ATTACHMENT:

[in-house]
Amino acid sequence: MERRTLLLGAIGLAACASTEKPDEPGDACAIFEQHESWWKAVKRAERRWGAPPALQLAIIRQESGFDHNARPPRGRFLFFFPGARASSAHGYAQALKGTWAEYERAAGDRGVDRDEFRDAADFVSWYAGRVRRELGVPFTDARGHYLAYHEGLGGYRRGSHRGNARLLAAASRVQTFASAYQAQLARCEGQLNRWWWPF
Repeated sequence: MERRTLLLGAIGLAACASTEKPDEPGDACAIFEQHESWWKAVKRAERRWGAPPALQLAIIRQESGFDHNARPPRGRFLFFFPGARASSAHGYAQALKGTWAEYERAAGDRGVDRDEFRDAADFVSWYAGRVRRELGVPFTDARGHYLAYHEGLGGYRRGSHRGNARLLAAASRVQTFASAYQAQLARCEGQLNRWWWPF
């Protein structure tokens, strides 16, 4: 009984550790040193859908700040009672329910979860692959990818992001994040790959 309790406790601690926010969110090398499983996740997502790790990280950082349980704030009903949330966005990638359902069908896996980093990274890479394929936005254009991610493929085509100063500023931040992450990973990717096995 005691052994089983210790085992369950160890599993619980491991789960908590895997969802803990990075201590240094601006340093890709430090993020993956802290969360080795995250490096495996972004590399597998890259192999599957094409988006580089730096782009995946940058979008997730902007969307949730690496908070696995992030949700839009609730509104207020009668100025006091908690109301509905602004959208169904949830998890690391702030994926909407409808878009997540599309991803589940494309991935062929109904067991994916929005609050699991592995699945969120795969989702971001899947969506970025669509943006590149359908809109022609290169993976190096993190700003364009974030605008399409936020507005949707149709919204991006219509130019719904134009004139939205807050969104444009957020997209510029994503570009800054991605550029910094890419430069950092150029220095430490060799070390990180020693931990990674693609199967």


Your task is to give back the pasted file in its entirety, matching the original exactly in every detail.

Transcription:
[in-house]
Amino acid sequence: MERRTLLLGAIGLAACASTEKPDEPGDACAIFEQHESWWKAVKRAERRWGAPPALQLAIIRQESGFDHNARPPRGRFLFFFPGARASSAHGYAQALKGTWAEYERAAGDRGVDRDEFRDAADFVSWYAGRVRRELGVPFTDARGHYLAYHEGLGGYRRGSHRGNARLLAAASRVQTFASAYQAQLARCEGQLNRWWWPF
Repeated sequence: MERRTLLLGAIGLAACASTEKPDEPGDACAIFEQHESWWKAVKRAERRWGAPPALQLAIIRQESGFDHNARPPRGRFLFFFPGARASSAHGYAQALKGTWAEYERAAGDRGVDRDEFRDAADFVSWYAGRVRRELGVPFTDARGHYLAYHEGLGGYRRGSHRGNARLLAAASRVQTFASAYQAQLARCEGQLNRWWWPF
């Protein structure tokens, strides 16, 4: 009984550790040193859908700040009672329910979860692959990818992001994040790959 309790406790601690926010969110090398499983996740997502790790990280950082349980704030009903949330966005990638359902069908896996980093990274890479394929936005254009991610493929085509100063500023931040992450990973990717096995 005691052994089983210790085992369950160890599993619980491991789960908590895997969802803990990075201590240094601006340093890709430090993020993956802290969360080795995250490096495996972004590399597998890259192999599957094409988006580089730096782009995946940058979008997730902007969307949730690496908070696995992030949700839009609730509104207020009668100025006091908690109301509905602004959208169904949830998890690391702030994926909407409808878009997540599309991803589940494309991935062929109904067991994916929005609050699991592995699945969120795969989702971001899947969506970025669509943006590149359908809109022609290169993976190096993190700003364009974030605008399409936020507005949707149709919204991006219509130019719904134009004139939205807050969104444009957020997209510029994503570009800054991605550029910094890419430069950092150029220095430490060799070390990180020693931990990674693609199967």